Theory meets reality on Vancouver Island

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Rain falls outside the Port Renfrew Hotel. Fishing season here is strong but short thanks to stormy weather on what the locals call the "Wild West Coast." (Photo: Julia James)

Videos by Julia James

Not long ago, Greg Guannel enlisted the Natural Capital Project’s staff for an unusual task: measuring the West Vancouver Island shoreline with sticks and string. Guannel is a coastal engineer with NatCap’s marine initiative. He was making a computer model that would tell communities how vulnerable their coasts are to erosion, and he’d encountered a problem that couldn’t be solved in the computer lab. Or over the phone. Or even by searching for files in a musty office.

He needed data.

“Data is gold,” Guannel told me at a recent training on Vancouver Island. “The more the better,” he added for emphasis. His eyes glimmered at the thought.

Greg says his low-tech data gathering speaks to the heart of what NatCap is trying to do — solid, reliable science that is not overly complicated. The data feeds a multi-faceted ocean planning tool, called Marine InVEST, that NatCappers hope will provide communities with easily digestible information about the value of the services their oceans provide — information communities will use as they decide how to manage them. So NatCap has to do good, accurate science. But people who are not scientists by trade have to be able to use and understand it, too.

For the last few weeks, the NatCappers raced to ready Marine InVEST for its first major test of both criteria.  They were preparing for last weekend’s International Marine Conservation Congress, a major gathering of marine scientists, nonprofits and policy makers. The Congress took place on Vancouver Island, a place NatCappers saw as fitting. After all, that was the island they’d spent the last two years visiting and modeling Marine InVEST for and on.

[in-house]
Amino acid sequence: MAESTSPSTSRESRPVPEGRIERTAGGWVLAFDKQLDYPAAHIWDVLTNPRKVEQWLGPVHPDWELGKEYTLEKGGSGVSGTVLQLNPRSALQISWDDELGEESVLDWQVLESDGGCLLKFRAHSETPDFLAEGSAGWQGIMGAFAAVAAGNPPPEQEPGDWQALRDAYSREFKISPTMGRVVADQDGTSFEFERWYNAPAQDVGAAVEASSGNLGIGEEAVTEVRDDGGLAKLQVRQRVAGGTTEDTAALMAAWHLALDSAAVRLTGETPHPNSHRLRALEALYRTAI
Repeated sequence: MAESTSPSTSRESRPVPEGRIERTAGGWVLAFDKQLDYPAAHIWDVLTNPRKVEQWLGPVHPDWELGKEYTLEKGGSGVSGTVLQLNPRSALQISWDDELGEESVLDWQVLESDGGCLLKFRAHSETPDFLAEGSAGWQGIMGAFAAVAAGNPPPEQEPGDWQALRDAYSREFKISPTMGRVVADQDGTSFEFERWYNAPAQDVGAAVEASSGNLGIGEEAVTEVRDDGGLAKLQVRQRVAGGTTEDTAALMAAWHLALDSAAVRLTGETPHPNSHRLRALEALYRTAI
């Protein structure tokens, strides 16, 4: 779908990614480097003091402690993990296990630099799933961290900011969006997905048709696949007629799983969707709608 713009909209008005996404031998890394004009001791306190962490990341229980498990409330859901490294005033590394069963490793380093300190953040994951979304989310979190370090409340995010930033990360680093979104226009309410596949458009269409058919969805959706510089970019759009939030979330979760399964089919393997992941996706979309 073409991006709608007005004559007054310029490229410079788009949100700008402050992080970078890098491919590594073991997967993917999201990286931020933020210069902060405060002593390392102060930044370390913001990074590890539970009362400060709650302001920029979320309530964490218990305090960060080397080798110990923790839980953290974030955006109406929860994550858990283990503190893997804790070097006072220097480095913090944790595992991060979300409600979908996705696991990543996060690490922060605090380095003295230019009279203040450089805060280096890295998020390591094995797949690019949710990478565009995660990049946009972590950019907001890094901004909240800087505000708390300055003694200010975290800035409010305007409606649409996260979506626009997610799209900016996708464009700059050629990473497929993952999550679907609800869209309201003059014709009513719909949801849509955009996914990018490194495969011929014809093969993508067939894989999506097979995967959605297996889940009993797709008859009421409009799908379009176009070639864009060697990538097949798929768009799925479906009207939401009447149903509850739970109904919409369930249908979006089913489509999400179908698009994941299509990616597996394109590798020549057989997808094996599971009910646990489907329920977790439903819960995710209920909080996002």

Last Friday, Guannel and six other marine initiative NatCappers turned on a computer, launched Marine InVEST and hoped the 13 ecologists and planners facing the screen would understand it.

Early on, while taking in the spreadsheets, with dots and squiggles marching across the screen, one trainee turned to her partner and voiced a problem NatCap tries to avoid: “Only GIS junkies know this stuff.” But numbers eventually morphed into colorful maps. That trainee and the others listened closely for the next three hours as the marine initiative staff took turns explaining the modules they’d developed: Wave energy. Coastal vulnerability to erosion and inundation. Habitat risk assessment.

Winnie Lau manages the Marine Ecosystem Services Program for Forest Trends, a Washington non-profit that takes a market-based approach to conserving forests. Friday was her first time working in person with NatCap, but she said she’s had her eye on Marine InVEST since she attended a webinar on the emerging project last year. “I knew they were developing it,” she said. “Now they’re starting to have exciting functionalities and really develop the tool.”

Lau is currently working with communities in Mexico to help manage fishing and tourism near the huge, diverse Mesoamerican Reef. NatCap is employing Marine InVEST on a similar project in Belize. Lau hopes the two groups can work together to learn lessons from each ongoing project. “If Marine InVEST were fully in place, we’d want to use it for our project,” she said. But because Marine InVEST is still developing, Lao hopes to apply it once its completed to the work they will have already done in Mexico, to test the choices they made without it and also to see if Marine InVEST works well on the reef.

For the last hour of the workshop, she and Guannel hunkered over a laptop to dig into his coastal vulnerability module.

The training and Congress took place in Victoria, Vancouver Island’s urban hub and British Columbia’s capitol. But a quick drive northwest from the island’s southern tip transports one into the region that NatCap is helping local government to manage. Bear and deer spot the road at dusk. Driving north, ancient hardwood forests border the right side of the road, where they haven’t been logged. Streams bearing salmon course under the road. To the left, the coast drops sharply to the ocean. In places, vacation homes speckle the view.